In discussing Eurolinguistics South (the Adriatic and Mediterranean Areas), participants focused on a number of topics from synchronic and diachronic perspectives. Wayles Brown (Cronell, USA), spoke about purism in the South Slavic languages as a part of the tradition of language standardization, showing that languages which are typologically similar can have different degrees of purism. Slobodan Cace (Zadar) presented the evidence of the earliest language contacts in the Adriatic Illyricum between the 4th and 1th century BC based on the early inscriptions. Žarko Muljacic (Zagreb) spoke about Vegliotic, an autochtonous Romance idiom which was spoken on the island of Krk before the end of the 19th century, and the influence exerted on its phonology by Greek, Croatian and Venetian. Branko Franolic (London) discussed loanwords of the Arabic, Persian and Turkish origin in Croatian. Vlado Skracic (Zadar) spoke about different linguistic layers in the Adriatic toponymy. Dunja Brozovic (Zagreb) spoke about the Croatian language island in Molise, Italy, focusing on place-names and proper names. Lelija Socanac (Zagreb) presented the language contacts in the Ragusan Republic, with a special emphasis on the Italian influence on Croatian. Vesna Muhvic-Dimanovski (Zagreb) spoke about similarities and differences between the Italian and German influence on Croatian. Dunja Jutronic (Maribor) drew a picture of the Cakavian dialect through two generations illustrating various aspects of dialect change in contact with the dominant standard language. Goran Filipi (Pula) discussed the linguistic situation in Istria, while Robert Blagoni (Pula) focused his interest on present-day language contacts in the same area.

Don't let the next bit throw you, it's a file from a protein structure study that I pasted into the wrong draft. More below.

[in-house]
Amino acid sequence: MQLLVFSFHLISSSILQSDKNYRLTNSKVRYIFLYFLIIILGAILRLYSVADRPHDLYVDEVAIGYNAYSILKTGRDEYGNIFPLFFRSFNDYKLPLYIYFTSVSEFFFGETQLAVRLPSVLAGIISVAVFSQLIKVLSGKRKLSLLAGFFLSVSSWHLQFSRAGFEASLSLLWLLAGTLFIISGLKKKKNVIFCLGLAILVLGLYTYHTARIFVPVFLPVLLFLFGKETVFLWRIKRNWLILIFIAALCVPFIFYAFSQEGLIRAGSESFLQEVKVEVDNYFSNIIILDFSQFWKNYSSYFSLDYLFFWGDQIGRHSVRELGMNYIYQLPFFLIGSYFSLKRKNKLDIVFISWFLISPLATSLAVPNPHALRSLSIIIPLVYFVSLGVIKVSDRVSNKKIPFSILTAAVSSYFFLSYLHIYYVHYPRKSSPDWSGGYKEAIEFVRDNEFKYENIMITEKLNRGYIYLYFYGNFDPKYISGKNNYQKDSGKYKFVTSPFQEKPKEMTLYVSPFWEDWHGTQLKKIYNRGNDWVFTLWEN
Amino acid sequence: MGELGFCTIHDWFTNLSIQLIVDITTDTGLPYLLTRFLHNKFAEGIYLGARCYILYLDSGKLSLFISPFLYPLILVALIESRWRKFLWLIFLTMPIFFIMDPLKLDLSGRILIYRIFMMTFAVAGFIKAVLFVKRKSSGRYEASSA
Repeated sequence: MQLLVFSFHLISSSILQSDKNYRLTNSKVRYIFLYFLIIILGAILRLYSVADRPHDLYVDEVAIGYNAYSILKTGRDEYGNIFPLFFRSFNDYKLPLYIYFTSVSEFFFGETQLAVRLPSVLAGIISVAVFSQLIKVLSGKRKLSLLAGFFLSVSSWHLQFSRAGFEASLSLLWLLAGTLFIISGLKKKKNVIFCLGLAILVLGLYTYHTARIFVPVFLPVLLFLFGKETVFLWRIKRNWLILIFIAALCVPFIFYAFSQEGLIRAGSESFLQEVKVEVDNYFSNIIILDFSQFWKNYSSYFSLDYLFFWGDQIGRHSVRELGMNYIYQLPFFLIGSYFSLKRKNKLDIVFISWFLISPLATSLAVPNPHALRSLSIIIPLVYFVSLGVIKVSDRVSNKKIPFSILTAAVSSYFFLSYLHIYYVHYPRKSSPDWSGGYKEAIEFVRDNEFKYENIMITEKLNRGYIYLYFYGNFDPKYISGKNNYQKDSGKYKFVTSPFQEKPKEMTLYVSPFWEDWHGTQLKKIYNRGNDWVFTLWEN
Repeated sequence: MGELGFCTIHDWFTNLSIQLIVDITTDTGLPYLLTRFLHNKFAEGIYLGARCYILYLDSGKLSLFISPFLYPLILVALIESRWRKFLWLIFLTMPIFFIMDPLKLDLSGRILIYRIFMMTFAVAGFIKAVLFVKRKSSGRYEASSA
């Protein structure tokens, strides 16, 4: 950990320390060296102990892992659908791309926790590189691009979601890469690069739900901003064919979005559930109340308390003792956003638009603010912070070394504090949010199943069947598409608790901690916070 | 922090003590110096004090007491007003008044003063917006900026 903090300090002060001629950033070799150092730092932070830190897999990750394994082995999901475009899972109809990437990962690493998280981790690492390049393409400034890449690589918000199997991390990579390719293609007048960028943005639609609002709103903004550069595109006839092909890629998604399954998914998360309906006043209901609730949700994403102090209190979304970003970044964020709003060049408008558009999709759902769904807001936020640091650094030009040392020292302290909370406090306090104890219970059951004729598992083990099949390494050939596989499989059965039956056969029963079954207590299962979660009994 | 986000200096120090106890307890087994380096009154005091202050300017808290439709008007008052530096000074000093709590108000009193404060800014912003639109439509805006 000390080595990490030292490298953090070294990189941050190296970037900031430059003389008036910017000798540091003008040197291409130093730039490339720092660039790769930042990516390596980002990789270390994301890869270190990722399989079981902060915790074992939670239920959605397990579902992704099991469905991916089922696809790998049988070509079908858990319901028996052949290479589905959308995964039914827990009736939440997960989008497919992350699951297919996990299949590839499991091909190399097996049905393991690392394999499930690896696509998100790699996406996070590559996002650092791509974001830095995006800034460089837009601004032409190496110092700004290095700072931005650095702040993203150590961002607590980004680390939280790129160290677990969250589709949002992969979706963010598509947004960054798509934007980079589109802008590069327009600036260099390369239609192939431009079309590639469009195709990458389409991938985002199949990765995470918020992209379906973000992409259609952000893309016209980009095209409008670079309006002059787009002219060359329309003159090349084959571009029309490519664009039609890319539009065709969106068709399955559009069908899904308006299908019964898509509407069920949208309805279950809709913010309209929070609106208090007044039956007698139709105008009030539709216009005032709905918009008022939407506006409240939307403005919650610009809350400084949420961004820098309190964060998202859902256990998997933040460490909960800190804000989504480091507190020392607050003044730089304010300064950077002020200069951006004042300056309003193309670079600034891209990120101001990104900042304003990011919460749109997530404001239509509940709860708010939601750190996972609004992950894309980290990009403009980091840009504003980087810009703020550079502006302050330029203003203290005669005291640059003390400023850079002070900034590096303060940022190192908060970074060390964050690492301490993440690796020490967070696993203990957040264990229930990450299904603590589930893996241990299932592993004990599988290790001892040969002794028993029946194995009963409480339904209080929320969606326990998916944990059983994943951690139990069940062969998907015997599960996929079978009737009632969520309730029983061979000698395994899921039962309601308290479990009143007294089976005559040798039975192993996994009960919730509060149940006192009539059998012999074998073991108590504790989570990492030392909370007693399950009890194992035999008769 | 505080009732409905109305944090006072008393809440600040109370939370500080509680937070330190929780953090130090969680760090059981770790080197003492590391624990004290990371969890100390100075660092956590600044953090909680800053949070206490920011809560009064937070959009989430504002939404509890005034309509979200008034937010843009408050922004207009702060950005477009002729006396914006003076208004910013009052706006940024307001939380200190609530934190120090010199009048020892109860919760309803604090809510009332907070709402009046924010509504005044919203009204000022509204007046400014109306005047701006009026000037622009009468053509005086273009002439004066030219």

The symosium has opened a number of new and challenging questions which will provide a starting point for future research with the aim of establishing language typologies in the Adriatic and Baltic areas. The symposium has also given an important contribution to the development of the postgraduate program of "European Studies: Languages and Cultures in Contact" which has been initiated as a Tempus project at the Faculty of Philosophy, Zadar.
The Linguistic Research Institute
The Croatian Academy of Sciences and Arts, Zagreb